Aside from iPods and iPhones, the Pure-Fi Anytime also includes an AM/FM radio. The attached FM string antenna delivered great reception, while you'll need to attach the included AM loop antenna to access that band. There's no iPod video output, but the stereo line input will allow you to play any external device over the Pure-Fi Anytime's speakers, such as a CD player, satellite radio, or PC. There are only three presets per radio band, but you can also use them as playlist presets on the iPod; just create playlists named "1," "2," and "3."
The Anytime is, at heart, an alarm clock, and it has the sort of robust alarm functionality that we'd expect in a unit at this price point. Specifically, each of the two alarms can be set to wake to AM, FM, iPod, or a buzzer. The alarm volume can also be specified, so you can fall asleep to music at a soft "5" but have the alarm rouse you out of bed at a sufficiently loud "12." If the alarm source is set to "iPod," the Pure-Fi will look for playlists called "Alarm 1" or "Alarm 2," respectively; otherwise, it'll just resume the most recent playlist in progress, or--lacking that--just start playing some random tunes. Also, a 9-volt backup battery keeps time, alarm, and radio presets intact during power outages. The only thing missing in terms of alarm customization is the ability to set them for individual days of the week or weekday/weekends, as found on many iHome iPod clock radios.
Need to grab a few more minutes of sleep? If you don't want to grope for the snooze button, just wave your hand above the Anytime, and the motion detector should kick in. It worked for us most of the time, but we did have to go back for a second pass on occasion. (Snooze time can be customized from 1 to 15 minutes.) If you want to fall asleep to music instead, the snooze button will act as a sleep timer, automatically shut off the Anytime anywhere from 5 to 180 minutes after starting its countdown.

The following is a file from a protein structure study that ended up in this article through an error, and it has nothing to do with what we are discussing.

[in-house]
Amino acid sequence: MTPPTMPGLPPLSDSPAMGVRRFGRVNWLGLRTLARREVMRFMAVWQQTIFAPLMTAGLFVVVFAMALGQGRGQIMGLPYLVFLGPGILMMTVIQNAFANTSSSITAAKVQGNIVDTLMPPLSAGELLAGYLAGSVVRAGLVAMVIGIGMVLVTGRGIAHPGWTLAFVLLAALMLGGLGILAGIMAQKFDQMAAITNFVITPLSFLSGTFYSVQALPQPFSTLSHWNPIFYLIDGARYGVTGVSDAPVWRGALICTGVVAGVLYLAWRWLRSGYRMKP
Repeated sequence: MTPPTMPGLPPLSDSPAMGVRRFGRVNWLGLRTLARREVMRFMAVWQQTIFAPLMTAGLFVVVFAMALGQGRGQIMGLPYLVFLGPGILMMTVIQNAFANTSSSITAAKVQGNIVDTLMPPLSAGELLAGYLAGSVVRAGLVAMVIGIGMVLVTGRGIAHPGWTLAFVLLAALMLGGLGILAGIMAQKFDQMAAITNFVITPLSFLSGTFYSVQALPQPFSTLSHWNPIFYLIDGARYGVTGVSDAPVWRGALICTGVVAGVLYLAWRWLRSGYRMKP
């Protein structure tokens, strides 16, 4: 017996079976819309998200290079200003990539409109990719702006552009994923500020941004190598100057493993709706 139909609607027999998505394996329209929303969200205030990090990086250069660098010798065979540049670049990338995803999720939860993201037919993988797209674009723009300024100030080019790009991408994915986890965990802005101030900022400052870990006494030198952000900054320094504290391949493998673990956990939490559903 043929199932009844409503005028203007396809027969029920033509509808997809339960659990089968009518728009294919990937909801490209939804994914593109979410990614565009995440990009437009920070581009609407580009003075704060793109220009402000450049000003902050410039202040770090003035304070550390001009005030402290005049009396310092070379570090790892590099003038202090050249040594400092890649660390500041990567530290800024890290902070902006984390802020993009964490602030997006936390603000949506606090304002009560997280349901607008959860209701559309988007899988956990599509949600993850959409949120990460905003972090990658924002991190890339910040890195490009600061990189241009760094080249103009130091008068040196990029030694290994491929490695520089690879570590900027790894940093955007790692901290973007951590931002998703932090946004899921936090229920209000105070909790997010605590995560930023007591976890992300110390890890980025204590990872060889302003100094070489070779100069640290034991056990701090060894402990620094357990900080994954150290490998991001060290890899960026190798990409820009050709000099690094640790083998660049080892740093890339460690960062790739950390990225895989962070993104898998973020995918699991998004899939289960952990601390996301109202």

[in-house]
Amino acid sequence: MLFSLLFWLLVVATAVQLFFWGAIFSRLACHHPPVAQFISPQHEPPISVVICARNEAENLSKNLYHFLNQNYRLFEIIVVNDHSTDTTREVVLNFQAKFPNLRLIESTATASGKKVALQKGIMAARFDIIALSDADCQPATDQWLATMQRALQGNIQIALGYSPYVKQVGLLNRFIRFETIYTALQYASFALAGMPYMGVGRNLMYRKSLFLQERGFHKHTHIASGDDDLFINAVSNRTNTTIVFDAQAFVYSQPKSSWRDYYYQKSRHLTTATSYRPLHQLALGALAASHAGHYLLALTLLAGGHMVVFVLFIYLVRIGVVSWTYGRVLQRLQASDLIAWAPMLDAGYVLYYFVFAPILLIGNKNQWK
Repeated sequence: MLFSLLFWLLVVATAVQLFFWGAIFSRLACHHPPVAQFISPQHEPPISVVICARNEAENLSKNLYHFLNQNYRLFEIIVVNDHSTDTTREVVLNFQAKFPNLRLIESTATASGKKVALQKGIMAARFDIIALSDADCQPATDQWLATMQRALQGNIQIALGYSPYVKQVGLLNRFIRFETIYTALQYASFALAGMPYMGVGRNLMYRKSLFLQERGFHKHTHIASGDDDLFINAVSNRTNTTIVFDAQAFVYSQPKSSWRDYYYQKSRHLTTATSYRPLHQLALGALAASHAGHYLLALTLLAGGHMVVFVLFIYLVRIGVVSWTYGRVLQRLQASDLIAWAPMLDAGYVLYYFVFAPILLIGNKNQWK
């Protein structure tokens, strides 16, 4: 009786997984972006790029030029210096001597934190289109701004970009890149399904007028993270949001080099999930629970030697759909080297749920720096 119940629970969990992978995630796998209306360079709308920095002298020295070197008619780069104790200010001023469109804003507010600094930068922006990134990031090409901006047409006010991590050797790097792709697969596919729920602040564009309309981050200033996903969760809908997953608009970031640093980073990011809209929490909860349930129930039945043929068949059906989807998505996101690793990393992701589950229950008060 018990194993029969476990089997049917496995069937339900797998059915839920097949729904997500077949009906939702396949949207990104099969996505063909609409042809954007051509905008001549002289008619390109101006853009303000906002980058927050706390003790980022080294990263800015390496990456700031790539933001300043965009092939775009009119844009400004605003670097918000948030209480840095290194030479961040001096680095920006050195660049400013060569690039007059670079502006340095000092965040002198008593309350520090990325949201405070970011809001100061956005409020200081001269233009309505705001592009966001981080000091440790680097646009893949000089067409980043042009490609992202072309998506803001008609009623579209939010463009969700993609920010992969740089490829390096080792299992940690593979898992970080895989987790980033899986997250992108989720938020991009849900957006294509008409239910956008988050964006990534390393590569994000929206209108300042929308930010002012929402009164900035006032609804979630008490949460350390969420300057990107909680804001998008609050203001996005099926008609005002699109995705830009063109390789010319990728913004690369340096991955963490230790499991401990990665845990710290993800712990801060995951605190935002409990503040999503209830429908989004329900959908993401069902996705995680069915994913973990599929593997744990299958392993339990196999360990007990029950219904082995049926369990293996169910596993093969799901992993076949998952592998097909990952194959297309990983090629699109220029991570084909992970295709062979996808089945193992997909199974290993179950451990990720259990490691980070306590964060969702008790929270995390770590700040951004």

In terms of sound quality, the Pure-Fi Anytime is squarely in the "sounds decent for the money" camp. Bass response is somewhere between thin and nonexistent, and it can't get very loud without distorting. We put the Pure-Fi Anytime head-to-head with the Pure-Fi Elite, the Pure-Fi Dream, the Pure-Fi Express Plus, and the Altec Lansing InMotion Moondance Glow iM402. To our ears, the Anytime finished towards the bottom of the pack. The inclusion of bass and treble controls would've been a nice way to help
Put that in perspective with pricing, however: the Anytime can be had for less than $100, while all but one of those competing models skew more toward the $150 to $200 range. Likewise, one of the closest competitors, the iHome iP99, offers a nearly identical set (more flexible alarm options, no "wave to snooze" feature) but at a list price of 50 percent higher.
And that's pretty much the bottom line. If you're looking for anything beyond light listening duties, you'll want to trade up to a pricier model. That said, the Logitech Pure-Fi Anytime's relatively strong feature set, attractive design, and affordable price tag go a long way to making up for its sonic shortfalls. It's a perfectly good iPod/iPhone clock radio, and a worthy competitor to most similarly priced options from iHome.